Alderman Ashanti Hamilton, in partnership with Milwaukee Public Schools and Potawatami Bingo Casino, back in June 2011 launched a new youth initiative designed to provide wrap-around mentoring, leadership and literacy support for targeted Milwaukee youth. The program celebrated its summer program culmination recently at the Milwaukee City Hall Rotunda.
“We are in a crisis,” Ashanti Hamilton, 1st District Alderman, said. “We have record unemployment, record numbers of drop outs and terrifying literacy rates primarily among urban youth.”
The city is facing an unusually tough budget year and many community groups that are charged with providing youth services face budget struggles as well. “The reality is we have a number of organizations out there trying to do the work, but we are going to have less and less money to fund them and more and more need for their services. We have to strategize a more direct path to solutions,” Alderman Hamilton said.
Community groups like the Milwaukee Fatherhood Initiative, Urban Underground, Inc., Running Rebels and the Center for Youth Engagement are part of the pilot program which provides summer enrichment learning and programming to students and then tracks the students through the upcoming school year, providing additional support.
“This partnership will add to the breadth of our program offerings this summer,” said Superintendent Gregory E. Thornton. “The Be the Change program will help Milwaukee students entering Vincent and Washington High Schools work on their literacy skills as well as their non-academic abilities in leadership and other life-skills. We thank Alderman Hamilton for working with us on behalf our young people.”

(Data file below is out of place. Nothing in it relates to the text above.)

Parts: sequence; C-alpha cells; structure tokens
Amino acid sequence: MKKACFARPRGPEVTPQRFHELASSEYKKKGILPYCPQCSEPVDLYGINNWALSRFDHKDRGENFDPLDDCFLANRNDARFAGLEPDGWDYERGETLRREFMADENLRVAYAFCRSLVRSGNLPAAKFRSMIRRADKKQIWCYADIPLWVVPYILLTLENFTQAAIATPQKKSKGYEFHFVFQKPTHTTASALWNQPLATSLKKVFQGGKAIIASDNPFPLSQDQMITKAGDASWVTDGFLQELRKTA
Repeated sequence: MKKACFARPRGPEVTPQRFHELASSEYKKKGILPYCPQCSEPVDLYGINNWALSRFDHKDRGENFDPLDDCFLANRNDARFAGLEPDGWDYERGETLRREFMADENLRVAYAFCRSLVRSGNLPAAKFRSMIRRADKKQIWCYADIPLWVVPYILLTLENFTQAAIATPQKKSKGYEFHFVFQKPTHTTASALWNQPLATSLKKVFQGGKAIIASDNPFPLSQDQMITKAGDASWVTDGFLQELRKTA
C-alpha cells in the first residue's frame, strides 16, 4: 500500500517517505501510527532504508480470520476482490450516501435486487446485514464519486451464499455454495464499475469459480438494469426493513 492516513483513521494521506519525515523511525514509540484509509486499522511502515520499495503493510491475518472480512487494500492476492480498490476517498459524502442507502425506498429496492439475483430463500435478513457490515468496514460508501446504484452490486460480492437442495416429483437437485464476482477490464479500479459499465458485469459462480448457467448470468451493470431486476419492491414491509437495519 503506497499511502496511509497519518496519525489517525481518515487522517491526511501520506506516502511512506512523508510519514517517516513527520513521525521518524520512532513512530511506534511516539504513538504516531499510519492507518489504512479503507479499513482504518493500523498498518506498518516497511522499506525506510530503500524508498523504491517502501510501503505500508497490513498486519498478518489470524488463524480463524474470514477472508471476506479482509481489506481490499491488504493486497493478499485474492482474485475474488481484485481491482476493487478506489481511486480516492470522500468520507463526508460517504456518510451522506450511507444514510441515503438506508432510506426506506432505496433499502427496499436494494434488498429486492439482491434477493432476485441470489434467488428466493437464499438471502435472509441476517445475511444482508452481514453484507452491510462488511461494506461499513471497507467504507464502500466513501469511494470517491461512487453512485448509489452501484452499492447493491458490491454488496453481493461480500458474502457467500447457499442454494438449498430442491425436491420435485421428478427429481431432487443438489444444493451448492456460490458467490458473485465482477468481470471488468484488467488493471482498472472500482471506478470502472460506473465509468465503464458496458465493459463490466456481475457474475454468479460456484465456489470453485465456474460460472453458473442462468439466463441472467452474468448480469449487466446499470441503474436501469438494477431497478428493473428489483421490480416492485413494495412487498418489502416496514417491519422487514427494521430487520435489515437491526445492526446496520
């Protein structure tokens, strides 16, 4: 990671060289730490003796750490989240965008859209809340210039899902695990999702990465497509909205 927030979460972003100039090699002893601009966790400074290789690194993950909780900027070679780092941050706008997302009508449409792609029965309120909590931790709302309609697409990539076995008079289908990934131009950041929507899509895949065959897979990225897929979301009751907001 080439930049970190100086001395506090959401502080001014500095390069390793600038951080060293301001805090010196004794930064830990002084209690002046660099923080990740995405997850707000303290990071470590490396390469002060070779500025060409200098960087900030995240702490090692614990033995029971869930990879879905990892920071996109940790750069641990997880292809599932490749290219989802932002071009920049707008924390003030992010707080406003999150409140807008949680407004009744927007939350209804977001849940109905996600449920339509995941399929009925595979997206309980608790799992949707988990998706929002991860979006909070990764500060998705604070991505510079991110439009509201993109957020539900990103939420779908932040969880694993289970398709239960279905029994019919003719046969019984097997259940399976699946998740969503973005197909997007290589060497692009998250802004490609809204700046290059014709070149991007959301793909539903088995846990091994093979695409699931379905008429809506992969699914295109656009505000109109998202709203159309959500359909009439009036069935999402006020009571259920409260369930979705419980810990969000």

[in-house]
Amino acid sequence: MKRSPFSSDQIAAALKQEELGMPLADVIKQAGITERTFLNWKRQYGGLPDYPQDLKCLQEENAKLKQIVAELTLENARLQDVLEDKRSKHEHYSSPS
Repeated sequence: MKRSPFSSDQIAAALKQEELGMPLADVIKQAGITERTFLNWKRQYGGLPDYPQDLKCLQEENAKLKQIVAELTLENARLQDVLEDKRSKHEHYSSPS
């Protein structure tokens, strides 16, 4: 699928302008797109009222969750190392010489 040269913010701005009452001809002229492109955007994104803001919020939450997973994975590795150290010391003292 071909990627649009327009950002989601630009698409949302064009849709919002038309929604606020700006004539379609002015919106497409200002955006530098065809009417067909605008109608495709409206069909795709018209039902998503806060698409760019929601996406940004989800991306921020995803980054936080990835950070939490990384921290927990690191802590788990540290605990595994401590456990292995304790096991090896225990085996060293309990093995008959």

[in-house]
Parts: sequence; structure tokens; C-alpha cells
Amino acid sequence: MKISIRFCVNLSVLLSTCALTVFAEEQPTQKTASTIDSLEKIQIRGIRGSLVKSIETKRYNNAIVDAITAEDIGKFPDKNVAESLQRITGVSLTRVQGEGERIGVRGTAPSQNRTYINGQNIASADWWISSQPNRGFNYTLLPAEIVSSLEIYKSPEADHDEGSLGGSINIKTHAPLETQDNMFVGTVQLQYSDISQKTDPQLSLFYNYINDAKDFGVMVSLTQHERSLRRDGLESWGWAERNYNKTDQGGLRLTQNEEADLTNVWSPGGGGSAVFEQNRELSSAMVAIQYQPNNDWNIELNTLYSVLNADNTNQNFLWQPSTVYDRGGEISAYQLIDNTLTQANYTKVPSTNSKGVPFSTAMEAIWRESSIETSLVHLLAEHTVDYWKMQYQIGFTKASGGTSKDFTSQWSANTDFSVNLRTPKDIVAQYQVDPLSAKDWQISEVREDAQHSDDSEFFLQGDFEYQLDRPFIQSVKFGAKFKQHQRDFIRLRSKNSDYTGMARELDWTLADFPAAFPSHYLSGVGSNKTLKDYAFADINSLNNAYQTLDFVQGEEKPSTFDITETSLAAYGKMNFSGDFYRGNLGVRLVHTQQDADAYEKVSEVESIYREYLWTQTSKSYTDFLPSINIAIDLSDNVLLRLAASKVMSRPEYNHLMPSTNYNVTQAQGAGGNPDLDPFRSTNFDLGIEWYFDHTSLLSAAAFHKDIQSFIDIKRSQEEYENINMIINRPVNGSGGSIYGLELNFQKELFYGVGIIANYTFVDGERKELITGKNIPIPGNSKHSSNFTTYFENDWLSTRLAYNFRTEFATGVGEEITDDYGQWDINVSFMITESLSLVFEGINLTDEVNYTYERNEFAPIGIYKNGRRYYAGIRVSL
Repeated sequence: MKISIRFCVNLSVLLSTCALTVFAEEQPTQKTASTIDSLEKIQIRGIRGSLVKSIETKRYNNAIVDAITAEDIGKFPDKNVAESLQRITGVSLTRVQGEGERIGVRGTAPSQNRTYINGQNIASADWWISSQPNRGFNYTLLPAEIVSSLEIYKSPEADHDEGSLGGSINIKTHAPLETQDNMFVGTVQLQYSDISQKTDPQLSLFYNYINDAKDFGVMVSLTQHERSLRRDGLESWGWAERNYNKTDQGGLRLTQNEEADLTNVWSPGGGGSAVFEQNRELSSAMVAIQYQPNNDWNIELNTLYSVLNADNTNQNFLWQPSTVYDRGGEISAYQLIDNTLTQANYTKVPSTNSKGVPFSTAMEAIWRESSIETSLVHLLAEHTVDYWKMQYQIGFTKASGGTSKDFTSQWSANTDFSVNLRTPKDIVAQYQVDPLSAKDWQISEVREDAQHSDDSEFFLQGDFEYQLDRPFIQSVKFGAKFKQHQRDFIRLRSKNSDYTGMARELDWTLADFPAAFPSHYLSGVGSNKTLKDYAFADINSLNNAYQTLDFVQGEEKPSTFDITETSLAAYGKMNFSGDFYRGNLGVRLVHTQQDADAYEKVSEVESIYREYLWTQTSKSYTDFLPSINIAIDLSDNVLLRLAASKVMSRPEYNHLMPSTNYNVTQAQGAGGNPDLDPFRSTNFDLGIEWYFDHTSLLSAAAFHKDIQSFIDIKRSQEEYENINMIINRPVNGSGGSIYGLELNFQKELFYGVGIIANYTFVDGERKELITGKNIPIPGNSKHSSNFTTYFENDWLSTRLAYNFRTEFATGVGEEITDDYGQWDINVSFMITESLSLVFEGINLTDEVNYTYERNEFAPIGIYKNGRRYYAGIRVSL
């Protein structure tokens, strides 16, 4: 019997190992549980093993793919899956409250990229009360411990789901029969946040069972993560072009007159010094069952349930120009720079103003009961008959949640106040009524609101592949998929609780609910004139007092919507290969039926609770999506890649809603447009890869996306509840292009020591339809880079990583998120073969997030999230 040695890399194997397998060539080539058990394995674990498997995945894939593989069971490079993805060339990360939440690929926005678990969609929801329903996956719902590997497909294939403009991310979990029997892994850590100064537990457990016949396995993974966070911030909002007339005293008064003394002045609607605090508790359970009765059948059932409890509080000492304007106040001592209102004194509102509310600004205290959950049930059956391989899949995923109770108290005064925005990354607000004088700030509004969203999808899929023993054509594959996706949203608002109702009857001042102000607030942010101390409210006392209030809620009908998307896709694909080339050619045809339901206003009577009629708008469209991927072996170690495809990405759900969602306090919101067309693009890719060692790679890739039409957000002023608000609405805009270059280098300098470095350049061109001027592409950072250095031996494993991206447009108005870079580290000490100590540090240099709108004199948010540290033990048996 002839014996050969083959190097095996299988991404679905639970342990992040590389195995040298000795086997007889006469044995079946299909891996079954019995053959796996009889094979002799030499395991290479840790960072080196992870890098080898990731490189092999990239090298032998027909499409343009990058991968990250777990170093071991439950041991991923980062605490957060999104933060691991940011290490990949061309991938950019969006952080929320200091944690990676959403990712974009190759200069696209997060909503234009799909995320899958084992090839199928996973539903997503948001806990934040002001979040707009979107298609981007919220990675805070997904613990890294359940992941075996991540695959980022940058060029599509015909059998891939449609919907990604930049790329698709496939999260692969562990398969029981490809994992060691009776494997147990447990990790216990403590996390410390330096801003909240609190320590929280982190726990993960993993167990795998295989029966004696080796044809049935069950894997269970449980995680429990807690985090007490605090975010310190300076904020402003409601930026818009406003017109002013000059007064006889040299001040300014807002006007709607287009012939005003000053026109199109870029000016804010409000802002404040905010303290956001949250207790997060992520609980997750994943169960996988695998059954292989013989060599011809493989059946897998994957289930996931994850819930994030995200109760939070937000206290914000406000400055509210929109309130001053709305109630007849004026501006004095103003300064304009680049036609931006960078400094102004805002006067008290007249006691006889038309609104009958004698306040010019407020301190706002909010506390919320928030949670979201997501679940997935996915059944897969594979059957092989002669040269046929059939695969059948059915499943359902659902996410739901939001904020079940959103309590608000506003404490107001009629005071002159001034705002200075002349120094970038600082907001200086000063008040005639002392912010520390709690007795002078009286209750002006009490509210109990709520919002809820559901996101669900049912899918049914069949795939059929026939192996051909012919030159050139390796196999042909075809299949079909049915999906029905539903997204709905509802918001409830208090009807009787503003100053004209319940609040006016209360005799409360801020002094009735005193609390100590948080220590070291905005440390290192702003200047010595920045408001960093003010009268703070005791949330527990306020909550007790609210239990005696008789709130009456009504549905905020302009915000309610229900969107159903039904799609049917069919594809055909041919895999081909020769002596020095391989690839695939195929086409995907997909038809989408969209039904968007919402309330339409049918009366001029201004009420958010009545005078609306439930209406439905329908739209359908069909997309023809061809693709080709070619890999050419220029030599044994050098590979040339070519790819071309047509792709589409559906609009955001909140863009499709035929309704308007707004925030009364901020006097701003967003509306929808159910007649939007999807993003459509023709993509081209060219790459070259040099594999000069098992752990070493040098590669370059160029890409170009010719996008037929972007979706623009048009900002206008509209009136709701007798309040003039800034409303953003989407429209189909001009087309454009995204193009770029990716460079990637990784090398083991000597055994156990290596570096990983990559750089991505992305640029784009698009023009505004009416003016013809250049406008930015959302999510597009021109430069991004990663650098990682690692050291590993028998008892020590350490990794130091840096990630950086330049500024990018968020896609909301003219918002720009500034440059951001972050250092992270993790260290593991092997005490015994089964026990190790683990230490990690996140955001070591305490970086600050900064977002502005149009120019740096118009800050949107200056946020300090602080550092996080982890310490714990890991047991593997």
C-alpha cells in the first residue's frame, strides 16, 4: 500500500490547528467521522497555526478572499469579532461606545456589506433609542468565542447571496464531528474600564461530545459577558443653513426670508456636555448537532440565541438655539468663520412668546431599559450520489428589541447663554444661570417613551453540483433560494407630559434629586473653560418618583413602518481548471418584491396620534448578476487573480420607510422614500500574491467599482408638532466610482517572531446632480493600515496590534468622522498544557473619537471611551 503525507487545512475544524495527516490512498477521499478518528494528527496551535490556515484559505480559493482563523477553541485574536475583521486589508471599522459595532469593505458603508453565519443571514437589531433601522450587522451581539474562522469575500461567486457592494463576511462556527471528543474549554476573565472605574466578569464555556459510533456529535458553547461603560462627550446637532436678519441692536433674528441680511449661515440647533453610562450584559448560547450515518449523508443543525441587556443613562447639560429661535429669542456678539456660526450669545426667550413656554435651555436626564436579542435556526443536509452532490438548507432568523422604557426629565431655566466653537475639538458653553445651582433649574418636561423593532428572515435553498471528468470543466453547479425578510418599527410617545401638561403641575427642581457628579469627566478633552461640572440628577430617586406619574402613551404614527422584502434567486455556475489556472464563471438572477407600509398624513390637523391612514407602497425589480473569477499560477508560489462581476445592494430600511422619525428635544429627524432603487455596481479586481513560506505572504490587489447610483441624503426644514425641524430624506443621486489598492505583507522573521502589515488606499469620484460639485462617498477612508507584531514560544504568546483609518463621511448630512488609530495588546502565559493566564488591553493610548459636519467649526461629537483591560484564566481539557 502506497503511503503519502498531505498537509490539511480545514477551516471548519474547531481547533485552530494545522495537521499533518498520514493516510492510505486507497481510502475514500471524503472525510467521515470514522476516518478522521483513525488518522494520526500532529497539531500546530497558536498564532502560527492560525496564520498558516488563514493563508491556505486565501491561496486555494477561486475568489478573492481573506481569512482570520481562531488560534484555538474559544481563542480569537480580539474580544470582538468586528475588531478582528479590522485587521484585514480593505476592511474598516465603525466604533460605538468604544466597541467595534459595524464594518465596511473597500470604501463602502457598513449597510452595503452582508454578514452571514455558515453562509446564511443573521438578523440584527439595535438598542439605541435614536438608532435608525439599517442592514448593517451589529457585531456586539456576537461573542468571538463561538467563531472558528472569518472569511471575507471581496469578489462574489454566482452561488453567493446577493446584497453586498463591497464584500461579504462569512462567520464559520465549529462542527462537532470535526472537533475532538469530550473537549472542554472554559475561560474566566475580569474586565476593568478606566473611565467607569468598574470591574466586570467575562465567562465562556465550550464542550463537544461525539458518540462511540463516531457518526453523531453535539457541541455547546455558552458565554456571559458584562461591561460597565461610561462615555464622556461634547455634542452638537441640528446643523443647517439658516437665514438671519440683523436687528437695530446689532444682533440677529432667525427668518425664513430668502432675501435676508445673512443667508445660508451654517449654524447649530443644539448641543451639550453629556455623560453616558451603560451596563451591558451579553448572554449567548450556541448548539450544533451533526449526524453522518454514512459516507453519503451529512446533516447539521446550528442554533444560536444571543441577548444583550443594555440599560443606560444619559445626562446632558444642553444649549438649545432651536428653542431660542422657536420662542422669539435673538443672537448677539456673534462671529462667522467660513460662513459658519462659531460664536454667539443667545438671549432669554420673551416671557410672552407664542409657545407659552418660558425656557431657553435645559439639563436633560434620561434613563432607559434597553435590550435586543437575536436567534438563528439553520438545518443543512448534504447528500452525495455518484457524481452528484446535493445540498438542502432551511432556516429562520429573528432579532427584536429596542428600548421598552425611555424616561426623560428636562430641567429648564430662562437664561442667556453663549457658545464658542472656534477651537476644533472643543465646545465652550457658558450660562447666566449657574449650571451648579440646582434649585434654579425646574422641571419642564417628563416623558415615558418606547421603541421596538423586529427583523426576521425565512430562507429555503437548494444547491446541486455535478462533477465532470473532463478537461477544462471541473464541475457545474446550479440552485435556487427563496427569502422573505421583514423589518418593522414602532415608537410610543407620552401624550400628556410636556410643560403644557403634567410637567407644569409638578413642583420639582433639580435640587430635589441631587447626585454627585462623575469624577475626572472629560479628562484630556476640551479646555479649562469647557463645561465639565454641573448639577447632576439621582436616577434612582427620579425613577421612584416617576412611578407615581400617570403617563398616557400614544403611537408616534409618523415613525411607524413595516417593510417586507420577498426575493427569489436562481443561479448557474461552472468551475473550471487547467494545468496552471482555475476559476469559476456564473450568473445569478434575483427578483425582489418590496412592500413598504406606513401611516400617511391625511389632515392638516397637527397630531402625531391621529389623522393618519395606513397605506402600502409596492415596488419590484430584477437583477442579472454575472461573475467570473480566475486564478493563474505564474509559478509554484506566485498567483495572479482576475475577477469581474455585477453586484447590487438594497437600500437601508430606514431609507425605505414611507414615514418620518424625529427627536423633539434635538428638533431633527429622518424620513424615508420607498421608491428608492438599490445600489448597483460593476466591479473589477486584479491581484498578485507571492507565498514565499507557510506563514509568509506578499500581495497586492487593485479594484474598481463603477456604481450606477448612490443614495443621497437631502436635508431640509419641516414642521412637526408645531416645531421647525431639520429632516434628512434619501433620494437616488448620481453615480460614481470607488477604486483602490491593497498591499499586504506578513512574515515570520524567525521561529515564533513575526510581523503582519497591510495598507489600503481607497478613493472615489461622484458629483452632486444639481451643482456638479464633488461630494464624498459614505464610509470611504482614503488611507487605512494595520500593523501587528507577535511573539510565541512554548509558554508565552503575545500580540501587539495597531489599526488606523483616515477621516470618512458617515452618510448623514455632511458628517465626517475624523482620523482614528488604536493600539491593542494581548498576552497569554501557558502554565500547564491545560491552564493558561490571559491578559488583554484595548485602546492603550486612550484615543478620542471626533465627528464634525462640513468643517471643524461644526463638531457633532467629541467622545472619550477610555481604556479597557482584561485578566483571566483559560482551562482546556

The culmination ceremony included remarks from community leaders including, teachers and community organization leaders for the inaugural class of the Be the Change. The ceremony honored 72 young men who completed the five-week program.
“I’m so proud to see how the community came together and offered up their knowledge, passion and commitment to create this opportunity for our students. Recognizing the students’ dedication and work is incredible reward for us all,” Alderman Hamilton said. For five weeks, the students met at Washington High School four days a week to study, work together and be mentored.
“Now the work begins,” Alderman Hamilton said. “The core of the program is to follow these students through their school year and to make ourselves and other resources available to them through continued mentoring and opportunities to stay on track.”
The culmination ceremony included presentations of the work the students did and recognition of the students.